But if you want a House of Cards that's not only European but better than Netflix's, Baron Noir's your boy. Give it a whirl - there's a second season on the way in France next year. Here's a French-language trailer for you to get an idea of what it's like.

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That time Kyle MacLachlan explained the plot of Dune on Twitter

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July 23, 2016

My summer holidays start now

Posted on July 23, 2016 | comments | Bookmark and Share

Heraklion

It's that time again, my friends - holidays! Yep, I'm off again and since most of you are, too, as well as most of the people who make the news, there's not going to be much point blogging for the next few weeks (ie August) so I won't.

Well, I might. I'll be back mid-August and since it'll be straight back to work and there is actually going to be new tele to watch, I might end up blogging a bit. All of which is my usual faffing way of saying everything will be back as normal in September, but don't be surprised if I pop up again in a few weeks' time if I get bored.

Feel free to chat and discuss things here while I'm gone, though. Here are a couple of brief thoughts on this week's viewing, too:

Star Trek: Beyond (2016)
The best of the new movies, even if as usual it involves the Enterprise getting twatted one. Lots of homages to the original series and it also feels like an old episode at times, with some genuinely alien and visually innovative moments, as well as plenty of character time, rather than a simple focus on action. Not outstanding and plenty of all-out daftness, but definitely more of a Star Trek II than a Star Trek V.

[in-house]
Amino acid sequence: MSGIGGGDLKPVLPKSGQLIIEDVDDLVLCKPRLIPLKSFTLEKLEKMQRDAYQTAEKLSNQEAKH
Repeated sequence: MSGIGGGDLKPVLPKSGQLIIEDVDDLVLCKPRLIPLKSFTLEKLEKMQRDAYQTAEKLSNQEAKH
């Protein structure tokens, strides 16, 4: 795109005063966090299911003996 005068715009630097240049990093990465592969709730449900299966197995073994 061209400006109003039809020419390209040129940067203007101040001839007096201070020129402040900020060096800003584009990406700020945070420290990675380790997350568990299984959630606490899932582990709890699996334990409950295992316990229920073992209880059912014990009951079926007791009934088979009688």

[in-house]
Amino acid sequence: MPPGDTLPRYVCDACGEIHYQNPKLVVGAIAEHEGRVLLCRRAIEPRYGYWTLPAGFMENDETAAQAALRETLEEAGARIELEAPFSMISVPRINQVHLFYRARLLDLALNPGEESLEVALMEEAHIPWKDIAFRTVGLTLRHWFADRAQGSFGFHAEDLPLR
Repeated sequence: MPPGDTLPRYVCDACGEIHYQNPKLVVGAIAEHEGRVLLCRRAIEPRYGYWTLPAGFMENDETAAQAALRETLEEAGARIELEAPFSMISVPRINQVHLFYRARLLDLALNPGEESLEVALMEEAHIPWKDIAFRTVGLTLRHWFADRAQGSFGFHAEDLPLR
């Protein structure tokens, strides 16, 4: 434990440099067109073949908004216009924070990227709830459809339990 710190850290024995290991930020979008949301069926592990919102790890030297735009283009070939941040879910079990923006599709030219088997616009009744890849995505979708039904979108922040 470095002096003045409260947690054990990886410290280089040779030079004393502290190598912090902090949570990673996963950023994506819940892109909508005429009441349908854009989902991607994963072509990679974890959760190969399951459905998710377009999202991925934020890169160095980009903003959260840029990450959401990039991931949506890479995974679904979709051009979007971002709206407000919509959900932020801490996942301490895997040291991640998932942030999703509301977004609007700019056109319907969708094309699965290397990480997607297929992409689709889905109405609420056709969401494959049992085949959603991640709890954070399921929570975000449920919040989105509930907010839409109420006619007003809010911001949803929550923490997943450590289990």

Mr Robot (US: USA Network; UK: Amazon Prime)
2x3 - eps2.1_k3rnel-pan1c.ksd
Genuinely brilliant TV, messing with you the viewer in utterly unexpected, marvellous ways - if you're not watching it, you're not doing tele right. Season 1's just started on Universal Channel in the UK, too, BTW.
ReviewsFirst episodethird episode 

Stranger Things (Netflix)
I might do a longer review of this when I get back since although I paid almost minimal attention to it while it was in production and only reluctantly decided I'd give it a try this week for the sake of completeness, I'm so glad I did, as it's an almost painfully beautiful, near-perfect recreation of the 80s, as well as 80s genre movies and TV, taking in everything from ET and Goonies through to The Thing and D.A.R.Y.L. I loved pretty much every second of it, from its title sequence and music through to the plot itself, which even though you can probably guess most of it just by extrapolating from other shows or anything by Stephen King, is delightful, with an innocence you just don't get any more. One of my favourite TV things this year, give it a go, as it's only eight episodes and Winona Ryder's in it. A second season has already been commissioned.

Anyway, see you all on the other side and I'll leave you with the official Wonder Woman (2017) poster and trailer, which were revealed this weekend at Comicon. They bode well.

Wonder Woman (2017) poster

As does the Justice League trailer....

July 22, 2016

News: Daredevil renewed; many Marvel trailers; BBC1's Les Mis; + more

Posted on July 22, 2016 | comments | Bookmark and Share

The Daily News will return in September. Or maybe August

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July 21, 2016

Mini-review: Vice Principals 1x1 (US: HBO; UK: Sky Atlantic)

Posted on July 21, 2016 | Post a comment | Bookmark and Share

Walton Goggins and Danny McBride in Vice Principals

In the US: Sundays, 10.30pm, HBO
In the UK: Tuesdays, 9.35pm, Sky Atlantic. Starts July 26th